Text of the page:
A new poll found that 72% of people in the United States strongly or somewhat believed that birth control "should be made free and widely available" if abortion is made illegal.
The Economist/YouGov poll, which surveyed people about their opinions on abortion, also found that even among anti-abortion respondents, a majority supported free and accessible contraceptives if abortion is "outlawed."
Sixty-one percent of anti-abortion respondents said they would support widely available and free birth control, while 38% strongly agreed with the idea.
INFLATION IS THE TOP PROBLEM FACING THE PUBLIC: POLL
Among the pro-abortion rights crowd, 83% strongly agreed that free and easily accessible contraceptives should be provided if abortion is deemed illegal.
If Roe v. Wade is overturned, the issue of abortion access would be returned to the states. Several states have laws set to go into effect immediately following Roe's reversal that would heavily restrict abortion access. Other states plan on enshrining the right to abortion into law.
Some Republicans, however, are considering a federal policy banning or restricting abortion.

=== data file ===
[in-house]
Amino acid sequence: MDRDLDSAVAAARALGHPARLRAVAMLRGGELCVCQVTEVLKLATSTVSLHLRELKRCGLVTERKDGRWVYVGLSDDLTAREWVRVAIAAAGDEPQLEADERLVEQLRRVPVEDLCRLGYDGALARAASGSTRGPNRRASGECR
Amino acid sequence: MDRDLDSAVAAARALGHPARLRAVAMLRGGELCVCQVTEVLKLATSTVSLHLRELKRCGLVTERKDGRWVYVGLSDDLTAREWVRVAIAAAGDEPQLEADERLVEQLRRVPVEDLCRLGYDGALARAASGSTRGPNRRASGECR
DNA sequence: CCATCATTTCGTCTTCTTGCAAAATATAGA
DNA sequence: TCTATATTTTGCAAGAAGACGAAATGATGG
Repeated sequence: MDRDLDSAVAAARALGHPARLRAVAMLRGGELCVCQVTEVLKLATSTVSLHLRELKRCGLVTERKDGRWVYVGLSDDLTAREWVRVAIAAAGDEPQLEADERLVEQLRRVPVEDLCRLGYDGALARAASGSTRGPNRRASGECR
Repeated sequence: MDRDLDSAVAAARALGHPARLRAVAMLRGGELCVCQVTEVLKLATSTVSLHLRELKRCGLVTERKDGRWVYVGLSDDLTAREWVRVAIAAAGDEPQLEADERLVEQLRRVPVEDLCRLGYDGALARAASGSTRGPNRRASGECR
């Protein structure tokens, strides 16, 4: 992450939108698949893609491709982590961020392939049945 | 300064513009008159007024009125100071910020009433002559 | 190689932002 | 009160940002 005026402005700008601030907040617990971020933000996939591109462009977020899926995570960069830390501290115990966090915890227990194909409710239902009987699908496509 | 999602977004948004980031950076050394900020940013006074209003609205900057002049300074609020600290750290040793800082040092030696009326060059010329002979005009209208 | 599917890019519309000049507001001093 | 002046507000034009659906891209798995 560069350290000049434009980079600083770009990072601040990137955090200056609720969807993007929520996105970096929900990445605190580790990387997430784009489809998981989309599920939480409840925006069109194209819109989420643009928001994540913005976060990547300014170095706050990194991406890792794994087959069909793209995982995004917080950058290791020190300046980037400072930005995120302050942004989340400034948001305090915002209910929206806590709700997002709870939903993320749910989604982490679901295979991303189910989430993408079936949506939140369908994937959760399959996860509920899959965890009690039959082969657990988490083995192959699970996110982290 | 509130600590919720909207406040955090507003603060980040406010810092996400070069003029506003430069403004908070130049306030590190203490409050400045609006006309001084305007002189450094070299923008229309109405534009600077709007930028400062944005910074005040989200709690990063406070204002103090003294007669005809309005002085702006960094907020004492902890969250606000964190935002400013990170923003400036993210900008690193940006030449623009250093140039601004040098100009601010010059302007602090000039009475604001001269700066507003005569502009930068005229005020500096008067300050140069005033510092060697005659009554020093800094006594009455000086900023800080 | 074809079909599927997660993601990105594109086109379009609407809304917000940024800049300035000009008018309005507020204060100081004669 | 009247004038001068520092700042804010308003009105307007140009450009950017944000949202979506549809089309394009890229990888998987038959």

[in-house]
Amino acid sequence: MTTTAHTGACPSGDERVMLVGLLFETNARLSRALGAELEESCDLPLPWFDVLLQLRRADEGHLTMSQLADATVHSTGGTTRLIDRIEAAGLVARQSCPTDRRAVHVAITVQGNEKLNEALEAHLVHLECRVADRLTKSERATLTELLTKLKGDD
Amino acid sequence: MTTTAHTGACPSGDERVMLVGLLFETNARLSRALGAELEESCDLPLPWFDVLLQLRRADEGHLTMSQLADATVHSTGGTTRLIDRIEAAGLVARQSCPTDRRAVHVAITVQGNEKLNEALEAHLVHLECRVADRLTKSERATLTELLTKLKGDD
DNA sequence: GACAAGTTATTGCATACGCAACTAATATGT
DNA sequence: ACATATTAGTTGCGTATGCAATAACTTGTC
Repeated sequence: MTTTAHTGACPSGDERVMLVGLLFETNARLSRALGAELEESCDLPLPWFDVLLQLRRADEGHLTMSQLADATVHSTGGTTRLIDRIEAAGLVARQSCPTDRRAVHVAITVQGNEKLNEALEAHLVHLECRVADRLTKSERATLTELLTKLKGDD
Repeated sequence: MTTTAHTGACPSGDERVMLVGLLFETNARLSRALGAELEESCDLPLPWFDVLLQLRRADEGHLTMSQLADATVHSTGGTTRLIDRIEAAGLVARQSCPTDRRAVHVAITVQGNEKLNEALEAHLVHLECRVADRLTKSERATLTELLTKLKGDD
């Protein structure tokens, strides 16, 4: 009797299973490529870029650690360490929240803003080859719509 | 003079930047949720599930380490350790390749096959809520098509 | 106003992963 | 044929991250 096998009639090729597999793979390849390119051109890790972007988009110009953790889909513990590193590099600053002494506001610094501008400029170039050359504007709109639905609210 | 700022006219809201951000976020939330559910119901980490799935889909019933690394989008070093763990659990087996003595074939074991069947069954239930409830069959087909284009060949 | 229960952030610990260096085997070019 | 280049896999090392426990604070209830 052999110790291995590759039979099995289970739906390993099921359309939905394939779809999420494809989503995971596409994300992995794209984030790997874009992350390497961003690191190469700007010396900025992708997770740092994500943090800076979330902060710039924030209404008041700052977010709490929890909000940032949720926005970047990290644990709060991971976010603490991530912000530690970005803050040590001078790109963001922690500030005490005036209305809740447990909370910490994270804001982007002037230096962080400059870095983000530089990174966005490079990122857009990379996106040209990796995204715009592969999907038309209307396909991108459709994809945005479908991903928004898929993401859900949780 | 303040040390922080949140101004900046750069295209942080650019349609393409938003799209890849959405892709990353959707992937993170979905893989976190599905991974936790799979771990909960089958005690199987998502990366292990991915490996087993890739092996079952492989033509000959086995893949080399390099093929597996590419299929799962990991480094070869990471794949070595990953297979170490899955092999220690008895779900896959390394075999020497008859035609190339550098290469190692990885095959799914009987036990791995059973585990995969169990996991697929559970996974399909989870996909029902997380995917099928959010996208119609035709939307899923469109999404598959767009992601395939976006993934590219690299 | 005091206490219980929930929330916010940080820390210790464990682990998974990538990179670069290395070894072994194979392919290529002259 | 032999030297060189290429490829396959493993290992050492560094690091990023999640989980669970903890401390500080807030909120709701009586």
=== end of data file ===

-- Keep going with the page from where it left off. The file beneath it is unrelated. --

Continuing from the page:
Pro-abortion rights advocates were more likely to be certain that Roe will be overturned, while 44% of pro-abortion rights respondents believe it will definitely be overturned. Only 29% of people with anti-abortion views believe it will.
There were nearly 1,500 adult participants in the survey conducted May 8-10, and the margin of error was approximately 3 percentage points.
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Protests in favor of and against Roe's reversal have popped up across the U.S. since a leaked draft opinion, written by Supreme Court Justice Samuel Alito, in the Dobbs v. Jackson Women's Health Organization Mississippi abortion case was published early last week.
The opinion revealed is not final, and votes among the justices might change before a ruling is dealt in the coming months. The leak prompted Chief Justice John Roberts to order an investigation by the marshal of the court. In a statement, the court confirmed the draft that was leaked is "authentic" but stressed it does "not represent a decision by the Court."